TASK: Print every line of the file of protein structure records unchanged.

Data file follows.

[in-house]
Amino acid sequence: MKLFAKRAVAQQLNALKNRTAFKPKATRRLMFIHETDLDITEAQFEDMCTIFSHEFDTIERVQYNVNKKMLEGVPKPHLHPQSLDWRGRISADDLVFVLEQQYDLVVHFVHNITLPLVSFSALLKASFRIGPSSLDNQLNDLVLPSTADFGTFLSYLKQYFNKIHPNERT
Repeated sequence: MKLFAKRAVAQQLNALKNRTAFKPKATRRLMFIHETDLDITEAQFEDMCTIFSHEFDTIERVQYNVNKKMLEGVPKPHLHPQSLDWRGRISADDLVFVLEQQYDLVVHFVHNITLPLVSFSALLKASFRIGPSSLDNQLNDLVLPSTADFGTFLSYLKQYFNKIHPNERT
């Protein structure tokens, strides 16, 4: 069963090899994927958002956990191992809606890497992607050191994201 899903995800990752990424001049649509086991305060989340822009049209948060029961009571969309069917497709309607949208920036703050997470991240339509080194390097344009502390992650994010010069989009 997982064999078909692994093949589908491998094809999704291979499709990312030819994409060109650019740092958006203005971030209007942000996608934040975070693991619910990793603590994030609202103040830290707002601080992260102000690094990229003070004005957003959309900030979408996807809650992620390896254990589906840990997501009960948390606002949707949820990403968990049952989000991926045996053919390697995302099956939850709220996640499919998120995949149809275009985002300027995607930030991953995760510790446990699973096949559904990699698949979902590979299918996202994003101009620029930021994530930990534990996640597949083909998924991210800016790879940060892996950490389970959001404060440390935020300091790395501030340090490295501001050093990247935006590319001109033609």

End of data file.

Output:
[in-house]
Amino acid sequence: MKLFAKRAVAQQLNALKNRTAFKPKATRRLMFIHETDLDITEAQFEDMCTIFSHEFDTIERVQYNVNKKMLEGVPKPHLHPQSLDWRGRISADDLVFVLEQQYDLVVHFVHNITLPLVSFSALLKASFRIGPSSLDNQLNDLVLPSTADFGTFLSYLKQYFNKIHPNERT
Repeated sequence: MKLFAKRAVAQQLNALKNRTAFKPKATRRLMFIHETDLDITEAQFEDMCTIFSHEFDTIERVQYNVNKKMLEGVPKPHLHPQSLDWRGRISADDLVFVLEQQYDLVVHFVHNITLPLVSFSALLKASFRIGPSSLDNQLNDLVLPSTADFGTFLSYLKQYFNKIHPNERT
């Protein structure tokens, strides 16, 4: 069963090899994927958002956990191992809606890497992607050191994201 899903995800990752990424001049649509086991305060989340822009049209948060029961009571969309069917497709309607949208920036703050997470991240339509080194390097344009502390992650994010010069989009 997982064999078909692994093949589908491998094809999704291979499709990312030819994409060109650019740092958006203005971030209007942000996608934040975070693991619910990793603590994030609202103040830290707002601080992260102000690094990229003070004005957003959309900030979408996807809650992620390896254990589906840990997501009960948390606002949707949820990403968990049952989000991926045996053919390697995302099956939850709220996640499919998120995949149809275009985002300027995607930030991953995760510790446990699973096949559904990699698949979902590979299918996202994003101009620029930021994530930990534990996640597949083909998924991210800016790879940060892996950490389970959001404060440390935020300091790395501030340090490295501001050093990247935006590319001109033609």